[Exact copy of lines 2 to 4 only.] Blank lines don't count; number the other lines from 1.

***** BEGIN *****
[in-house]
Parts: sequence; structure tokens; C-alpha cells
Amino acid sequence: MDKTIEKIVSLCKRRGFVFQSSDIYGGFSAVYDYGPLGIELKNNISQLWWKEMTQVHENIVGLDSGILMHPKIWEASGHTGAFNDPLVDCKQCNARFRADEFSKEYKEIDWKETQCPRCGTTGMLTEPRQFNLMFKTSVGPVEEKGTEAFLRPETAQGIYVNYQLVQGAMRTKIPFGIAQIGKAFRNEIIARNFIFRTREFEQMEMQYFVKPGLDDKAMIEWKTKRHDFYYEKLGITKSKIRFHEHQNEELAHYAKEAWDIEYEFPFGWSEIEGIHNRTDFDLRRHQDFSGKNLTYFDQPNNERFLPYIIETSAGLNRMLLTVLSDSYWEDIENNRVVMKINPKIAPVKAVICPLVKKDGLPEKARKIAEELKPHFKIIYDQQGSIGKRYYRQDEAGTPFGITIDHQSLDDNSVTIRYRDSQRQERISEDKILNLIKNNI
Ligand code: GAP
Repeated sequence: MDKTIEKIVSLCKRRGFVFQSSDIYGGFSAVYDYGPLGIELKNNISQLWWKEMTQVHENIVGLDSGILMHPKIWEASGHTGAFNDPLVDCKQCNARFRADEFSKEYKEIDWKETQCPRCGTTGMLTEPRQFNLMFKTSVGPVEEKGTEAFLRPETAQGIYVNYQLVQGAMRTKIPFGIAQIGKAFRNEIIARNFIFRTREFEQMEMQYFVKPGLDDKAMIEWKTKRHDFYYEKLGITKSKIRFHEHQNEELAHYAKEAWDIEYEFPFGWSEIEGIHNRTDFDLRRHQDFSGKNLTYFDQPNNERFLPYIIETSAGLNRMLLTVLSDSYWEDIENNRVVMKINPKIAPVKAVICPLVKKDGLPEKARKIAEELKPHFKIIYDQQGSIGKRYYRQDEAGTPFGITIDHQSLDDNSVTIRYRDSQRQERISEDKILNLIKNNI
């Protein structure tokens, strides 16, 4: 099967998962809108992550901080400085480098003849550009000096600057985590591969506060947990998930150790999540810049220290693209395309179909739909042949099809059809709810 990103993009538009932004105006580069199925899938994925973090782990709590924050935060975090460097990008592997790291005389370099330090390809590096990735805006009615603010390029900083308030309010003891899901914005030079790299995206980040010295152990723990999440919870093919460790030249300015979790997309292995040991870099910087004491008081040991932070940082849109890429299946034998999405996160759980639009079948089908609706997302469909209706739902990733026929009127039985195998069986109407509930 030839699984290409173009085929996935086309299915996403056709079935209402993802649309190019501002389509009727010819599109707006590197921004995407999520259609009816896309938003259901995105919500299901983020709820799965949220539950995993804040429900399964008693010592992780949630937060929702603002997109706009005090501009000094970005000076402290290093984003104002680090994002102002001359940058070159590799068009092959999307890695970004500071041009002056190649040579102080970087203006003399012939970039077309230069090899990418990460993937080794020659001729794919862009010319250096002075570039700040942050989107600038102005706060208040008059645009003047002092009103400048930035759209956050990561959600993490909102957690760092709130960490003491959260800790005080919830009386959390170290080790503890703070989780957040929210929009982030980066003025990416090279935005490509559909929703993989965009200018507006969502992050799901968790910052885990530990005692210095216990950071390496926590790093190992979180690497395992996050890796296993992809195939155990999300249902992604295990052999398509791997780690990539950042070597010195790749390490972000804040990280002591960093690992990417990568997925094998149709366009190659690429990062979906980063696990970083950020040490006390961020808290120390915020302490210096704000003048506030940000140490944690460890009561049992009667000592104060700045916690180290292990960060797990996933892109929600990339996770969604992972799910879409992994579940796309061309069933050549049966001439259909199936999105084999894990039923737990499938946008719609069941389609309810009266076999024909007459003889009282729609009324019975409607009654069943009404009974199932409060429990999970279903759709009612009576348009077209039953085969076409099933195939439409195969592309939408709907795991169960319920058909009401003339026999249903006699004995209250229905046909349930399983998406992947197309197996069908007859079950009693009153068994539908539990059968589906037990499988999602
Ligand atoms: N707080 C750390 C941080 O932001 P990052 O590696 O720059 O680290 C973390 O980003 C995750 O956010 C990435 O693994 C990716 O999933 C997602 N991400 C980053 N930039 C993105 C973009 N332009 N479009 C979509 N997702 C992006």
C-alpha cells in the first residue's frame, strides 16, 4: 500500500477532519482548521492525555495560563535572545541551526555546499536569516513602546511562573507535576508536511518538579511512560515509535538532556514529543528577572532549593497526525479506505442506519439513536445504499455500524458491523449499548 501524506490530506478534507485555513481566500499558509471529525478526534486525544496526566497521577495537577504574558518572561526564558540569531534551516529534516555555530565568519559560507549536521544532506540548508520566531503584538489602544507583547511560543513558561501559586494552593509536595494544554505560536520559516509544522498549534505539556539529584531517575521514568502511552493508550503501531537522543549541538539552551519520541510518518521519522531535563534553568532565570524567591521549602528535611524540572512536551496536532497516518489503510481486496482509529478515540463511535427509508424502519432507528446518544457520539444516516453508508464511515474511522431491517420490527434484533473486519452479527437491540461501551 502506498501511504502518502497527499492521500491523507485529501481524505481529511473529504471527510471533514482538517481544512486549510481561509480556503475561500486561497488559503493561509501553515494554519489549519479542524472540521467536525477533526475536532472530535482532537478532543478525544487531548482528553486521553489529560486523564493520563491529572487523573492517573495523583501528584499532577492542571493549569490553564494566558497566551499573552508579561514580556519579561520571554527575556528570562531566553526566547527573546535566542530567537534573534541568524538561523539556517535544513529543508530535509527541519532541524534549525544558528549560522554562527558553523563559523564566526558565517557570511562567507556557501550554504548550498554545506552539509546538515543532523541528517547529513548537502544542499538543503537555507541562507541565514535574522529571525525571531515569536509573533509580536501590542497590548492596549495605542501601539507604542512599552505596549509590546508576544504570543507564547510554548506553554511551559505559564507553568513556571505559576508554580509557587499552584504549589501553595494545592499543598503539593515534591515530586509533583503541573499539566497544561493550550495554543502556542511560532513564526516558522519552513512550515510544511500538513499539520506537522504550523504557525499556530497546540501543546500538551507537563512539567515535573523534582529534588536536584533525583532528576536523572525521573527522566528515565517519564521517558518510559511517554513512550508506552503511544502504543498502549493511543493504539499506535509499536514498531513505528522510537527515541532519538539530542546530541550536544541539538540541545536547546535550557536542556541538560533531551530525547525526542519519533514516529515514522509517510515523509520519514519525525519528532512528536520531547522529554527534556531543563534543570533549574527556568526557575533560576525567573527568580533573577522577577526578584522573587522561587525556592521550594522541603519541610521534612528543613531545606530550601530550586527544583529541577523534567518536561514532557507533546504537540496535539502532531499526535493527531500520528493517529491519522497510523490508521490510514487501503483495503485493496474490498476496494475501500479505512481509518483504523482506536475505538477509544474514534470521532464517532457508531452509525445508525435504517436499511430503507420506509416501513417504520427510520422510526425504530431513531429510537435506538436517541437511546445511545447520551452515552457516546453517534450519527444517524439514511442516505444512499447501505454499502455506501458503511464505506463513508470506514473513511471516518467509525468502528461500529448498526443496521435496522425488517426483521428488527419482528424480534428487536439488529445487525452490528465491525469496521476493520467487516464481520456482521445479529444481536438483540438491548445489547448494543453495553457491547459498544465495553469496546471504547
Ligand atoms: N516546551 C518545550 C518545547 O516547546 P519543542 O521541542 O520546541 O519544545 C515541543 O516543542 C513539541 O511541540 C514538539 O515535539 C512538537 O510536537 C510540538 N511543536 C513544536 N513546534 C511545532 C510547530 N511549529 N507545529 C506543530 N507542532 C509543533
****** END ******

Parts: sequence; structure tokens; C-alpha cells
Amino acid sequence: MDKTIEKIVSLCKRRGFVFQSSDIYGGFSAVYDYGPLGIELKNNISQLWWKEMTQVHENIVGLDSGILMHPKIWEASGHTGAFNDPLVDCKQCNARFRADEFSKEYKEIDWKETQCPRCGTTGMLTEPRQFNLMFKTSVGPVEEKGTEAFLRPETAQGIYVNYQLVQGAMRTKIPFGIAQIGKAFRNEIIARNFIFRTREFEQMEMQYFVKPGLDDKAMIEWKTKRHDFYYEKLGITKSKIRFHEHQNEELAHYAKEAWDIEYEFPFGWSEIEGIHNRTDFDLRRHQDFSGKNLTYFDQPNNERFLPYIIETSAGLNRMLLTVLSDSYWEDIENNRVVMKINPKIAPVKAVICPLVKKDGLPEKARKIAEELKPHFKIIYDQQGSIGKRYYRQDEAGTPFGITIDHQSLDDNSVTIRYRDSQRQERISEDKILNLIKNNI
Ligand code: GAP